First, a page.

2022 has been a year in which we have immersed ourselves in deep reflection on the realities of the present, and pushed ourselves to think radically and realistically about the possibilities of the future.
The realities have been largely distressing: pandemics, war, climate events, economic instability, rising inflation, financial stress, skills shortages, and threats to democracy. Concerns about climate change, geopolitical turbulence, and health, abound. Technologies are providing risk and opportunity. Some professions are in crisis, while some industries are reinventing ways of working and pioneering hybrid alternatives.
In 2022, schools dealt with huge amounts of staff absence, largely from Covid-19, as well as significant profession-wide teacher shortages, and increasing student and staff wellbeing concerns. We have also seen young people and school staff rise to meet challenges, and hope-full conversations, research, and practice interventions at local, national and global levels.
The wellbeing of students remains paramount, with schools implementing multi-layered approaches to equipping students to lead fulfilling and flourishing lives. Many schools have been busy reviewing or introducing strengthened wellbeing programs, as well as bolstering human resources to support students’ physical, emotional, and relational wellbeing. Initiatives that focus on service to others are being integrated with work that focuses on knowledge of and care for self.
The wellbeing of staff, too, remains a top priority for schools. The ‘great resignation’ and ‘quiet quitting’ trends of the last couple of years have employees in all sectors asking themselves why they are doing the work they do, and what their alternatives might be. With teacher shortages and crises of teacher recruitment and retention, the workload and workforce conditions of teachers have been under the spotlight. At an education policy level, well-meaning but insufficient solutions have been tabled, such as reviewing initial teacher education (again), paying some teachers more, and providing pre-made teaching resources and lesson plans in an attempt to ‘unburden’ teachers of some of their work.
Schools have been digging deep into their cultures. They have been moving beyond bolt-on wellbeing initiatives and viewing wellbeing as a solely individual pursuit, to working on the complexities of community, belonging, and meaning, as ways to envisage and address wellbeing. Schools are focusing on clear strategic priorities, combined with cultures in which each person is supported as an individual who valued for who they are while being nestled as part of a connected whole.
Those of us leading in schools have been increasingly considering how we can make our workplaces sites of connection, purpose, wellness, and hope. This might be through considering the administrative burden on teachers and seeing what can be taken away – such as subject report comments, expectations of extensive written feedback on every assessment, and co-curricular expectations. Many schools have attempted to streamline communication through platforms such as Teams in an effort to stem the unmanageable firehose of emails. Parent teacher interviews, information evenings, and other meetings, have often moved online to enhance flexibility and accessibility. Some schools are building meeting times into the school day, rather than holding these after school hours. Schools are implementing responsive learning technologies, automated marking and feedback systems, and collaborative planning technologies. Reducing the number of summative assessments, and increasing student ownership over reflection and feedback on formative tasks, is one way to simultaneously support learning and reduce teacher workload.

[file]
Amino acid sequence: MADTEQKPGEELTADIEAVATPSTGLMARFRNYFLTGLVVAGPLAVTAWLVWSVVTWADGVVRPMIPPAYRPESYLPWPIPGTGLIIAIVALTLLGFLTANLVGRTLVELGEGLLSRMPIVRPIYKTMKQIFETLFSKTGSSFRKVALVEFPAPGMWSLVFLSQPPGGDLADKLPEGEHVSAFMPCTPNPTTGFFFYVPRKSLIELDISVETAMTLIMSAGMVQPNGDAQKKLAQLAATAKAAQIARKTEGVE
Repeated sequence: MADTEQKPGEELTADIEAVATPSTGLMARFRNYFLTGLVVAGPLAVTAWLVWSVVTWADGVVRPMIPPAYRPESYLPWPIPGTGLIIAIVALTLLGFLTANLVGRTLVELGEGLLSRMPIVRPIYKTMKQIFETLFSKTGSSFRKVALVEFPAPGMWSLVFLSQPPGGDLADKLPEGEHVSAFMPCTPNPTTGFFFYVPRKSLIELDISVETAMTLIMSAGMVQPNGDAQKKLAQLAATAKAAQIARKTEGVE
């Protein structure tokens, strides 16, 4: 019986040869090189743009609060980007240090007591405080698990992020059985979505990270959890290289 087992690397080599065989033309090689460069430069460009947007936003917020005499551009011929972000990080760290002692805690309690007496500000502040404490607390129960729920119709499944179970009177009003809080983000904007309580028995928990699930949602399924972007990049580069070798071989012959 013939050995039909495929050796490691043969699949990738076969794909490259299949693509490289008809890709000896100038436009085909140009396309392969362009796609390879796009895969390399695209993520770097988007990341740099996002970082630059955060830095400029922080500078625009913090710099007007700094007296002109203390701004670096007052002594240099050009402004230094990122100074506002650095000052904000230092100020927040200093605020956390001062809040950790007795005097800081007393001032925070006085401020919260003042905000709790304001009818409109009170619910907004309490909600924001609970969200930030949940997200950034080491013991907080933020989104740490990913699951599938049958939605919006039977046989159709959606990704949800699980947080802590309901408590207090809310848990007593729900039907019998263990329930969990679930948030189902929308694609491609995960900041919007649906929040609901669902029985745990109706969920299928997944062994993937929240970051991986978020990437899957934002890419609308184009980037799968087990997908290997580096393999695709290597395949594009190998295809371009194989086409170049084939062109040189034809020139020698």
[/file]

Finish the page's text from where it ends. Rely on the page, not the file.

As we watch corporate sectors reimagining their workplaces in ways that allow increasing flexibility for workers, the school as workplace is also being reconsidered, albeit more slowly. Some schools and systems have been generous in their leave policies and leave conditions, while others have been unable to do so due to financial constraints. Professional learning budgets are being spent on providing time for meaningful planning and collaboration, and on coaching and mentoring, as well as on opportunities for networking and connecting with those beyond the school gates and local community. While school timetables are notoriously inflexible, schools are considering how to allow staff more flexibility about how and where they work. It isn’t yet usually possible to offer teachers regular ‘working from home’ days. However, within the available parameters many schools are negotiating job-share and attractive part-time arrangements for teachers.
A focus on student and staff wellbeing has been bolstered by a focus on inclusion and agency. Education organisations have been interrogating the inclusivity of their language, physical spaces, policies, and practices. A focus on addressing the diverse needs of learners has led to continued work in differentiation and appropriate adjustments. Many schools are engaged in exciting work on increasingly one-size-fits-one approaches to learning, to success pathways, and to ways of demonstrating achievement. Students and staff are being offered opportunities for meaningful collaboration and a voice in positive change. Personalisation, voice, and choice, are being increasingly woven into the fabric of learning, leading, and working.
As we move towards the end of 2022, and into 2023, wellbeing, inclusion, and agency will continue to be issues with which schools grapple.
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